“The right-wing government is in danger. Arab voters are coming out in droves to the polls. Left-wing organizations are busing them out.”
So wrote Benjamin Netanyahu in a Facebook post on March 17, the day of Israel’s elections. Since then the words have been a cause célèbre among critics of Israel—and not least, American Jewish liberals.
The Jerusalem Post reports that a “yawning divide has opened between liberal US Jews and the right-wing Jewish Israeli majority that reelected…Netanyahu,” and that:
More than any of the prime minister’s other statements—which included skepticism about the feasibility of the two-state solution and complaints about foreign influence on Israeli politics—Netanyahu’s fear-mongering against Arabs touched a deep nerve among US liberals who voted for Obama.
Among many other responses, Netanyahu’s words have sparked calls by American Jewish liberals Peter Beinart and Jeremy Ben-Ami (president of J Street) for the Obama administration to “punish” Israel and boycott its presence in lands captured in the 1967 Six Day War.
Now that Passover is here, we hear the usual calls for Jewish unity: we’ve all been in it together a long time, and continue to face challenges. But is unity really a possibility? Is there a way to bridge the “yawning divide” between Israel and liberal American Jews who are convinced that the Jewish state has lost its way?
To begin with, Netanyahu’s words weren’t lovely. He could have softened them by substituting, perhaps, “Arab citizens who oppose me” for “Arab voters.” He was indeed playing on fears; he wanted to make sure complacent people went out and voted for his Likud Party.
It’s been pointed out, though, that such things have been known to happen in bitterly contested campaigns. In the 2012 U.S. campaign, Joe Biden’s statement to a largely African-American audience that the Republicans would “put you all back in chains” was a clear case of racial fear-mongering.
It didn’t, however, evoke horror among American Jewish liberals—let alone calls to punish America, or declarations that they were disengaging from it as a country.
It can also be pointed out that Netanyahu’s remark was atypical of him, and that a few days later he apologized to Israeli Arabs. And it may also be worth pointing out that Israel’s Arab minority indeed “votes in droves,” has full rights, and sees Israel as a “good place to live.”
But it’s not enough to impress Jewish liberals of the Beinart and Ben-Ami stripe. They say they can no longer “identify” with an Israel that—in their view—no longer makes the grade morally.
Apart from Netanyahu’s Facebook post, their bitterest complaint is that Israel’s 2015 elections have returned two ultra-Orthodox Jewish parties to the governing coalition—parties that take a dim view of the Conservative, and particularly Reform, Judaism that many American Jewish liberals practice.
Here, though, it seems that Israel can’t win. Ultra-Orthodox Jews form about 10 percent of the Israeli Jewish population and are entitled to political representation. It’s known as democracy. Real friends of Israel admire its democracy and are prepared to respect the results of its elections. But for American Jewish liberals, Israel only gets credit if the election results are to their liking.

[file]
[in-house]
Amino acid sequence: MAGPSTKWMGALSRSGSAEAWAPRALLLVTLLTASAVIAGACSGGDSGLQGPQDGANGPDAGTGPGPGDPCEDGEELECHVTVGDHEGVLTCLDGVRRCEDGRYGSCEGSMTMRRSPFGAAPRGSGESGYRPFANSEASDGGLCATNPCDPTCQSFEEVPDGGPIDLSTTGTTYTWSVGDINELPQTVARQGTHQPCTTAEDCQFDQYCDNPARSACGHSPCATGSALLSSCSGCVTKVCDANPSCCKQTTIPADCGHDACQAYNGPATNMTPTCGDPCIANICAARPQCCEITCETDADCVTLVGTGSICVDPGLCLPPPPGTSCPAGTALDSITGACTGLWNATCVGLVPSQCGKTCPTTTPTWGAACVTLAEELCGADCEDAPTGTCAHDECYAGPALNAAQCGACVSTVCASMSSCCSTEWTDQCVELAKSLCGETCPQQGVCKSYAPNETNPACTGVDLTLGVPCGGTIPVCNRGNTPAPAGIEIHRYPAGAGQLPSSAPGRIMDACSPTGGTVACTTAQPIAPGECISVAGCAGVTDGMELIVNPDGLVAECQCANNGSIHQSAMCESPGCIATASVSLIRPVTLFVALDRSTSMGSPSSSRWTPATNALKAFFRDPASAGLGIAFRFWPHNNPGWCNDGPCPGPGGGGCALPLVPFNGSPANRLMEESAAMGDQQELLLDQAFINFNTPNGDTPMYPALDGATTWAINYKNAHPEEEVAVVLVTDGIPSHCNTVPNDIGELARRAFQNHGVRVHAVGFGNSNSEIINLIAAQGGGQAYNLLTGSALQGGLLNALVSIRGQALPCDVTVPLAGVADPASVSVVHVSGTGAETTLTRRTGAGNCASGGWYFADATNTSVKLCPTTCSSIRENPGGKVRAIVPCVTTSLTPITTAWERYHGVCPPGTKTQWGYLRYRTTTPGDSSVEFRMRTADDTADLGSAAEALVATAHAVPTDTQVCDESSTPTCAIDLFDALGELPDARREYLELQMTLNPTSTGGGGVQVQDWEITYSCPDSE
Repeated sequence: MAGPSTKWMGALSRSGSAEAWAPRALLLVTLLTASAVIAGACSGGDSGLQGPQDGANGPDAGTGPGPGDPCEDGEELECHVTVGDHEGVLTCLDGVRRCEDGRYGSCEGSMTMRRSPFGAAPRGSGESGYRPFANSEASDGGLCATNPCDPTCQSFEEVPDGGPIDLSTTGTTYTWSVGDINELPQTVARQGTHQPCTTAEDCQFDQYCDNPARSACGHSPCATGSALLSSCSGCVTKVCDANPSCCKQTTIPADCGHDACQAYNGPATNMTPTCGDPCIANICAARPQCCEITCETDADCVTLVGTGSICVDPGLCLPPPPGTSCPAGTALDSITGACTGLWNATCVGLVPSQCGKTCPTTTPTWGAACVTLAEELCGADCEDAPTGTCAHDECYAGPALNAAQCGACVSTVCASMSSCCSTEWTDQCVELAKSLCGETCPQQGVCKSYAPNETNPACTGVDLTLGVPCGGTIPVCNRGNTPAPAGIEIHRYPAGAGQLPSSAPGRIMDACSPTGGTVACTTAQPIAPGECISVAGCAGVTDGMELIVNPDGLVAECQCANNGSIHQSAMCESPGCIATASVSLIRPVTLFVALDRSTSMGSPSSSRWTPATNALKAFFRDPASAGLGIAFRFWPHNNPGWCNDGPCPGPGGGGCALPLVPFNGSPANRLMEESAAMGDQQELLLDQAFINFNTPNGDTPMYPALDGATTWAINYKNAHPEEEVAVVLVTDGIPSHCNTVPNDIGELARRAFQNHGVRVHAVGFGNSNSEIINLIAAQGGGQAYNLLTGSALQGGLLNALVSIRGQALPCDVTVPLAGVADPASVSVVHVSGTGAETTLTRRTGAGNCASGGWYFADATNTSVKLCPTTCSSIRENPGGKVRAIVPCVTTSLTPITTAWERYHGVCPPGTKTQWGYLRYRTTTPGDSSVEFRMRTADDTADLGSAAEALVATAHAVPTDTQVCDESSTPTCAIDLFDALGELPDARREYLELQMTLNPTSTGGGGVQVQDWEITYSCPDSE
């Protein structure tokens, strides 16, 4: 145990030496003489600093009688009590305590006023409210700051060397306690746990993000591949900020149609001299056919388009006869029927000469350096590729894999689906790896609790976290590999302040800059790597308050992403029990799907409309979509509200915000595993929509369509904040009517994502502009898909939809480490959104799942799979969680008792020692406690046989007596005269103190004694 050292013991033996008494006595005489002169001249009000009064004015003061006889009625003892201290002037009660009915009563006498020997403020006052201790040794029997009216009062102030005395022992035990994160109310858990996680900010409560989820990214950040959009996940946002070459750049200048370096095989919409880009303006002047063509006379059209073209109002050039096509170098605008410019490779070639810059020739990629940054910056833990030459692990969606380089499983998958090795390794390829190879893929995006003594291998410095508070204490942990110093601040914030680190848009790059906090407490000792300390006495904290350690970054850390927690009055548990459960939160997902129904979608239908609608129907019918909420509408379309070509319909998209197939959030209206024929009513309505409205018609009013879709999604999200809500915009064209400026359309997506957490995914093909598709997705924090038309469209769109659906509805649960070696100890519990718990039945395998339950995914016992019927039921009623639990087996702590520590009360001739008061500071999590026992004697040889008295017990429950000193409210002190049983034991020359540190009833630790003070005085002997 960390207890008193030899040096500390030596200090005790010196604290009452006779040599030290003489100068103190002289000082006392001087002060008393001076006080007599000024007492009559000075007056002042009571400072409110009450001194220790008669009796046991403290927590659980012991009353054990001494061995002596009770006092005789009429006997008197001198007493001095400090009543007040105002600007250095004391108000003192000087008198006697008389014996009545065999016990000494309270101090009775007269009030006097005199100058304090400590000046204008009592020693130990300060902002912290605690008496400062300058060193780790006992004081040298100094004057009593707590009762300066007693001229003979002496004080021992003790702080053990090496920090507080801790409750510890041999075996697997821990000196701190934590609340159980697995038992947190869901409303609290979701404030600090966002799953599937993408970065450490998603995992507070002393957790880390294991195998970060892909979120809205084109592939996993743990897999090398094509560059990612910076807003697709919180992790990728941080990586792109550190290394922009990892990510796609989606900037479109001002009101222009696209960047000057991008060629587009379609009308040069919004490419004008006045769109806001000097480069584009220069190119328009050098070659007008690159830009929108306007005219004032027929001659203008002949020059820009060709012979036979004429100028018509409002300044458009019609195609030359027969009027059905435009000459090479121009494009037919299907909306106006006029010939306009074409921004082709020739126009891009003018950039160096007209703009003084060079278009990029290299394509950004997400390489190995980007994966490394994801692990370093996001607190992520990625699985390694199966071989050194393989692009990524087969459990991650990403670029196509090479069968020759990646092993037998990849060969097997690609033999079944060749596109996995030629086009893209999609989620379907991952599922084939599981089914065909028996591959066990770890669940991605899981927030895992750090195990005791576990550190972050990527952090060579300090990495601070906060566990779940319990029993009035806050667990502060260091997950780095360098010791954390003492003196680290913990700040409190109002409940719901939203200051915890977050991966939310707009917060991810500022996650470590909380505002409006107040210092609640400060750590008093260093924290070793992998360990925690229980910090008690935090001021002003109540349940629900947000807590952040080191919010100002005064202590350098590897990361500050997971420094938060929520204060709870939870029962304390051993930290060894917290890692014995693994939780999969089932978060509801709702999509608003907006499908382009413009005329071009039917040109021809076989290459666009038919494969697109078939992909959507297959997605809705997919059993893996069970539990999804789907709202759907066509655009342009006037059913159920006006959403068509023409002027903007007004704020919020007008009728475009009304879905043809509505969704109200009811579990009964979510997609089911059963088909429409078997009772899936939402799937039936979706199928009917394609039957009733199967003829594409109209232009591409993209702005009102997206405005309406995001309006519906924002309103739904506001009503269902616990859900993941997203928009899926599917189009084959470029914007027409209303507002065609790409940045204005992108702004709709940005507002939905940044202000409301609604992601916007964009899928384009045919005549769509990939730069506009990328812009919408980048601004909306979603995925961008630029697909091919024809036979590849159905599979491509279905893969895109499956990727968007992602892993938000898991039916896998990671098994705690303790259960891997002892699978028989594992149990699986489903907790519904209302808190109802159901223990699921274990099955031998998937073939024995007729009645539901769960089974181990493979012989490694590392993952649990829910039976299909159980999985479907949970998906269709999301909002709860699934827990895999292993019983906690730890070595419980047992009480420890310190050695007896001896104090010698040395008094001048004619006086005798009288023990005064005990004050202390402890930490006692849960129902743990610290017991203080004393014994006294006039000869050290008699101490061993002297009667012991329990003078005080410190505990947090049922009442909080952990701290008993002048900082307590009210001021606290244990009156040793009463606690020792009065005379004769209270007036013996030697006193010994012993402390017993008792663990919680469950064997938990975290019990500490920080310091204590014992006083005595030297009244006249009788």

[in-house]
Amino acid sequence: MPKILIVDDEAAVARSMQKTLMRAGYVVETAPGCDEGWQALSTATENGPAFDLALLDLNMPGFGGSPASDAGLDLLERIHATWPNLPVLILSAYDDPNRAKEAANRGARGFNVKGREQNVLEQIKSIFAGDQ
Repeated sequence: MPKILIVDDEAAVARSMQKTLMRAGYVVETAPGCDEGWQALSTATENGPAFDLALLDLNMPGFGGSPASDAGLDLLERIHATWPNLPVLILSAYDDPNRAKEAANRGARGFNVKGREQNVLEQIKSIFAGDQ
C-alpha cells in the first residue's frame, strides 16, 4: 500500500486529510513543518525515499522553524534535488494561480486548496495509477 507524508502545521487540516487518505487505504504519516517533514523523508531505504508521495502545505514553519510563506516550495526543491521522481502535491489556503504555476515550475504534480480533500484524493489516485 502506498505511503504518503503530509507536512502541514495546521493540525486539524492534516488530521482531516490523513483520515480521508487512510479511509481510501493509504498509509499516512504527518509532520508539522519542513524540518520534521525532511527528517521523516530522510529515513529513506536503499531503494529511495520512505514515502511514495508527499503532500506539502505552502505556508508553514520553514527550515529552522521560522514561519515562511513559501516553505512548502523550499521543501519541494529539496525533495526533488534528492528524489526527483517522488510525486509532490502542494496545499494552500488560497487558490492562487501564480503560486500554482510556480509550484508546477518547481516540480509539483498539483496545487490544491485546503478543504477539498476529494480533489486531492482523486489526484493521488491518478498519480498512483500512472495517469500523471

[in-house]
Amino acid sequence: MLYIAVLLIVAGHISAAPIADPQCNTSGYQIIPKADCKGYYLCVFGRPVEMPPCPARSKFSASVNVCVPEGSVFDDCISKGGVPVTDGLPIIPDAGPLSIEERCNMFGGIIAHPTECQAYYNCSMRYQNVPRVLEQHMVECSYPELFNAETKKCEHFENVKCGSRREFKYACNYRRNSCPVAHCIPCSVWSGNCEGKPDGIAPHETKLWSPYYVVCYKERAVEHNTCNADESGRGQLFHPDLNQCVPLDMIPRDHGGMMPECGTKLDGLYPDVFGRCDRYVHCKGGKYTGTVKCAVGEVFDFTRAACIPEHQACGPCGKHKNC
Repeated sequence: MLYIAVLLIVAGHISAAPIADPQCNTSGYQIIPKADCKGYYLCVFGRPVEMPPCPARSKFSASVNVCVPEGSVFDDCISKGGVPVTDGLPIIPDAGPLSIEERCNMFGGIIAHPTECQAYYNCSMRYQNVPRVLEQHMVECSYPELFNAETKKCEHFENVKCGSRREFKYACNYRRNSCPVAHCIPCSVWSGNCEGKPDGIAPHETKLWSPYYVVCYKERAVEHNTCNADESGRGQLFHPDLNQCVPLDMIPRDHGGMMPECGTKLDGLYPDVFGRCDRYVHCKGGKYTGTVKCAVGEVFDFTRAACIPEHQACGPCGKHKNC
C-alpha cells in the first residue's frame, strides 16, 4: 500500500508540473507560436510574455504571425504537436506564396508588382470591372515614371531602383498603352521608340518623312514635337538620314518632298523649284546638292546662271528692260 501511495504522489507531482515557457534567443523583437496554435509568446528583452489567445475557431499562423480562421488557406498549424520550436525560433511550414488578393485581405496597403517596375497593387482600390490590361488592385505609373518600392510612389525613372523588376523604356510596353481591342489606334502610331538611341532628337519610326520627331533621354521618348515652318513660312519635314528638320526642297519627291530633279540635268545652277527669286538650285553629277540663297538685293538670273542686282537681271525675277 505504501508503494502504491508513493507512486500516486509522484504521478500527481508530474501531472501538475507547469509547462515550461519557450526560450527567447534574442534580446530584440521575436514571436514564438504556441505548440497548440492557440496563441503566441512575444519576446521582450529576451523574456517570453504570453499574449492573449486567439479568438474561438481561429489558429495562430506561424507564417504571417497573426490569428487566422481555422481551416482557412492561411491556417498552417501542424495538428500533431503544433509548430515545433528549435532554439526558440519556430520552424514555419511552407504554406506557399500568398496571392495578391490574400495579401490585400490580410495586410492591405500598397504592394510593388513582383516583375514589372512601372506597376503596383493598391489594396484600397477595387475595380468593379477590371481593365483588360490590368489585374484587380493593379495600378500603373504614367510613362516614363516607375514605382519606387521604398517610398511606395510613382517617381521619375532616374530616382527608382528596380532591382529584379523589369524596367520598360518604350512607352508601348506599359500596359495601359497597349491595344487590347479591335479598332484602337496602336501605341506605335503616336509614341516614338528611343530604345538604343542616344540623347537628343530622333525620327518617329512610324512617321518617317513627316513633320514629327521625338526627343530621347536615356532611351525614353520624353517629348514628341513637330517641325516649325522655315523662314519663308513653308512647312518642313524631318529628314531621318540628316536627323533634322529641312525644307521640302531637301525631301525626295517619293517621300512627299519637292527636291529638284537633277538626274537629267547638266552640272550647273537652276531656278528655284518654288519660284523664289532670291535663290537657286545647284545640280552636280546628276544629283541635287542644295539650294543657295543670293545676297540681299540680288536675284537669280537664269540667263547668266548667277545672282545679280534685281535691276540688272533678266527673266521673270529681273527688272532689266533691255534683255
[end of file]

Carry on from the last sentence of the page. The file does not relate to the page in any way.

Confession: I normally don’t pay too much attention to American Jewish liberals or read much of what they write. My own impression, though, from some Facebook disputes with some of them is that Netanyahu’s “Arab voters” indiscretion didn’t so much cause them dismay, but something more like schadenfreude—or even, deep down, celebration.
In other words, they’ve been looking for an excuse to disengage from Israel, and Netanyahu’s words gave them one. Their real problem with Israel is that, when they look at it, they don’t get the sensation of looking into a mirror; they don’t see themselves.
In the closed cultural, moral, and political world of what is now called “liberalism” — of which American Jewish liberals are very much a part — a hawkish Israeli electorate that views its environment as threatening is not acceptable. Environments are not threatening by nature; one makes them threatening by creating grievances among people — in Israel’s case, by “denying the Palestinians a state.”
Here, objections about Hamas, or the violent outcomes of previous Israeli concessions, will get you nowhere. In the comfortable world of Israel’s “liberal” overseas brethren, one resolves threats by making deals and goes on with one’s comfortable life.
The antagonism to religion’s role in Israel similarly disregards the fact that Israel is a Middle Eastern country where religion is not just a marginal phenomenon but a key source of identity and values, and yes, a significant political player. For most American Jewish liberals, religion has to be quarantined from public life. Israel follows a different historical trajectory; its sense of self, symbols, commemorations, and even language have grown from a substrate of Judaism. Again, it doesn’t fit the “liberal” box.
If Israel and part of Diaspora Jewry are in different orbits of values and ideology, how much should it concern us here in Israel? That some Diaspora Jews adopt a general mindset that weakens their bond to specific Jewish nationality or religion is actually, from a Zionist standpoint, inevitable. One could wish it otherwise, but it’s in the cards that some Disapora Jews drift away from us.
The main downside is that some of these “liberal” brethren, endorsing an anti-Israeli government of their own, are going to be hitting us hard in public. It doesn’t make for much “unity.” But Passover tells us that, since the days of the Book of Exodus, we’ve survived worse things.
image illustration via shutterstock / tomertu